When making matrix input of NxM columns/rows with push buttons, there should be a diode next to each button to prevent "ghosting" and able read many keys pressed together correctly. There is a lot of pictures everywhere.
My problem is, which diodes to use and also why this type (or why it does not matter).
I would use 5 V Arduino (ATmega32U4), datasheet states for input low voltage max 0.3Vcc, which is 1.5 V and minimal high input voltage 0.7Vcc = 3.5 V and pullups at least 1.5 kΩ (Vcc-0.4 V / 3 mA)
I would like to use 74HC138 3-to-8 decoder for addressing, which makes one of 8 outputs Low (max 0.1 V), while other 7 High (min 4.5 V) and drive the Arduino inputs Low, if button is pressed.
To be on safe side, I would like also add resistors on each pin to make sure, that bad programming (make some input pin OUTPUT and HIGH and pressing key connect it to LOW output on other side) could not damage the circuits, so it looks like 5 V/20 mA = 250 Ω (and I will hope it would not hit more pins, so I would not consider total port/chip limitations).
In typical case it would be 5 V - 1.5 kΩ pullup - input - 250 Ω - wires and button - diode - 250 Ω - 0.1 V for selected line.
If the diode would be theoretical and ideal, then there is (in the worse case) promised to be max 1.2 V on Input, which is slightly less then "maximal low" voltage (1.5 V) and like 5V/2 kΩ = 2.5 mA current.
But the diode is not ideal and have some forward voltage, which make the case even worse.
So I probably cannot use simply
INPUT_PULLUP (as it may work by luck, but is not guaranted by specs) but I need to use
INPUT and set some higher pullup there to "burn" more volts on it to compensate for the diode.
The Input Current for each pin is 10 µA (in or out) and I heard some recommendation, that on resistor divider should be the total current 10x more, then the input current, so it would mean 100 µA = 0.1 mA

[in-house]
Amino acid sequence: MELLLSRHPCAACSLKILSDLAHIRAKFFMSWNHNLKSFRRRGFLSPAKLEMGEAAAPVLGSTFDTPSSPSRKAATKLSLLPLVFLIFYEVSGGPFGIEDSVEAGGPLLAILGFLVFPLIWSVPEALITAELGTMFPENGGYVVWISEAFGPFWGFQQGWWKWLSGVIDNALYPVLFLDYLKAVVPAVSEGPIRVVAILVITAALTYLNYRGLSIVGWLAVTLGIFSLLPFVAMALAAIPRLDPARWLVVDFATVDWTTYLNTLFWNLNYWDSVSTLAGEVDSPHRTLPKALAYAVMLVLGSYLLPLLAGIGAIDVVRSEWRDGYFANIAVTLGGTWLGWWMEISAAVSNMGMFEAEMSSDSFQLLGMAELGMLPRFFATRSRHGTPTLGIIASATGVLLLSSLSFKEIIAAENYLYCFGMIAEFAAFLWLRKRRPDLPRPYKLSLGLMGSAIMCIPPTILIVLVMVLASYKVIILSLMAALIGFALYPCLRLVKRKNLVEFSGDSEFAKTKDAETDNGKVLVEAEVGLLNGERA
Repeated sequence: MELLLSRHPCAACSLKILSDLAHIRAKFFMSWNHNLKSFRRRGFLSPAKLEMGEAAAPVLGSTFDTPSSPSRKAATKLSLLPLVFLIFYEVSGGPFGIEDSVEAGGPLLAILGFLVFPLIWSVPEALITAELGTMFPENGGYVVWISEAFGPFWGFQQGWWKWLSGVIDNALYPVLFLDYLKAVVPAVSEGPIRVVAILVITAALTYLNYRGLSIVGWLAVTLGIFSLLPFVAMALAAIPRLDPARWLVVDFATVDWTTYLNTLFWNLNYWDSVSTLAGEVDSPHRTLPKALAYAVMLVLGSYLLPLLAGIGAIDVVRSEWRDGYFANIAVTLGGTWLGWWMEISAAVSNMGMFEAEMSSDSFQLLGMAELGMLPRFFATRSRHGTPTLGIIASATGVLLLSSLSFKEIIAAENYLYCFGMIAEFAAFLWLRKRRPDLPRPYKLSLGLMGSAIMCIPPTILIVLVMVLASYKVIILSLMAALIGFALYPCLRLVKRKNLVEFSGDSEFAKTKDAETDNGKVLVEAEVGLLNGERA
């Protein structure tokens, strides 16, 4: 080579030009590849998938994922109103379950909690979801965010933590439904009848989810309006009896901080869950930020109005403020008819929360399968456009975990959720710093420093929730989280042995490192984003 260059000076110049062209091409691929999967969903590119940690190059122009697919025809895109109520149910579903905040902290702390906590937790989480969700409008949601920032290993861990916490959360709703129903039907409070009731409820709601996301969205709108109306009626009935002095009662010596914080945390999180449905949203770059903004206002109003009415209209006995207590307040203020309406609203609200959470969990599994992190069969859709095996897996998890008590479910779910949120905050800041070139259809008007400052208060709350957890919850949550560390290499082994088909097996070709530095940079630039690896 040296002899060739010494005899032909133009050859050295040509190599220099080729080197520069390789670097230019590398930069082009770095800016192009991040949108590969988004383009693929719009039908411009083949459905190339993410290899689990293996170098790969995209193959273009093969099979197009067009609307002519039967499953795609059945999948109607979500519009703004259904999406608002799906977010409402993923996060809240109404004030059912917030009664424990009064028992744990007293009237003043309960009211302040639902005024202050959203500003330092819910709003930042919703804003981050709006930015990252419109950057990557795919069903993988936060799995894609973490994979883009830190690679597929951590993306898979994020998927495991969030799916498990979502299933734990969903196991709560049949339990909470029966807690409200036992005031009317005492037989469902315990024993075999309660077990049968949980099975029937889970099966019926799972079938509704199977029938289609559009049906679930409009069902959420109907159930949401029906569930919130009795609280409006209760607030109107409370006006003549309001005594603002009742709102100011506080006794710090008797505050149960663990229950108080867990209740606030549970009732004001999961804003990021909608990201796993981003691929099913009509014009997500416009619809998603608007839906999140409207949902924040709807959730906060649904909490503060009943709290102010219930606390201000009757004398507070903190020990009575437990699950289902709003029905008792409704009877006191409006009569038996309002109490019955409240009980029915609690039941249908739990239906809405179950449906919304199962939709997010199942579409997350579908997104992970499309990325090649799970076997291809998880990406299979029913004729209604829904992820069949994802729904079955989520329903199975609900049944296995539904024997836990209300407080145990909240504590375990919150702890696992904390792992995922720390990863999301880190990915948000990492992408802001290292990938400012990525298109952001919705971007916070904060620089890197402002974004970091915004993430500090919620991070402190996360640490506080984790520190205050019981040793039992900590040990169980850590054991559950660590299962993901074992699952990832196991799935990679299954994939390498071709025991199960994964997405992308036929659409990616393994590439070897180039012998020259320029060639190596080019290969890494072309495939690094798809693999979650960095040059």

The pullup then could go as high as ((5 V - 0.1 V - Vf)/0.1 mA ) - 500 Ω If the forward voltage would be 1 V (wild guess) it would go to something like 38.5 kΩ pullup and 1.15 V on input. The maximal Vf forward voltage would be like 1.35 V (at 0.1 mA), pullup 35 kΩ and 1.5 V on input.
My problem is, that many online Arduino schemes works just because Arduino usually work good even in way out-of-spec situations, and suggested values cames from what the author just randomly had at hands and it worked by pure luck and maybe another hidden factors, as parasite capacity of breadboard or so. So I want to uderstand, why I should choose some parts and how to came to such conclusions by myself.
I want to make reliable projects, not just projects, which works most of the time and fail only occasionally.
- It is the right path, how to compute it or did I some mistake?
- I want use scanning frequency at least 800 Hz (8 lines and results 100x per second) or more (like 10 kHz to be done fast and to have more time to spend with other tasks, like sending USB packets, computing macros, managing light effects etc)
- which common and cheap SMD diodes I should buy?
- reverse voltage over 5 V, current over 100 mA, switch frequency over 10 kHz, forward voltage under 1.3 V at 0.1 mA (rather much less to have safe gap from limits)
- really common cheap model, so everybody would know it and so I could use it everywhere in similar settings without thinking ( or even computing like in previous section)
- preferably what you (and everyone else and his dog too) use for such cases
- I would like to order from AliExpress, so rather higher margin for guaranteed values
- preferably to fit on 0.1 inch spaced universal PCB (0805 SMD LEDs are really easy to solder there (so rather not smaller than that), but it may be twice the size too or something like that)
- I would buy like some hundreds of such diodes to have them ready on hands and I will probably make more similar projects over time for me and my friends
Thanks for all comments and suggestions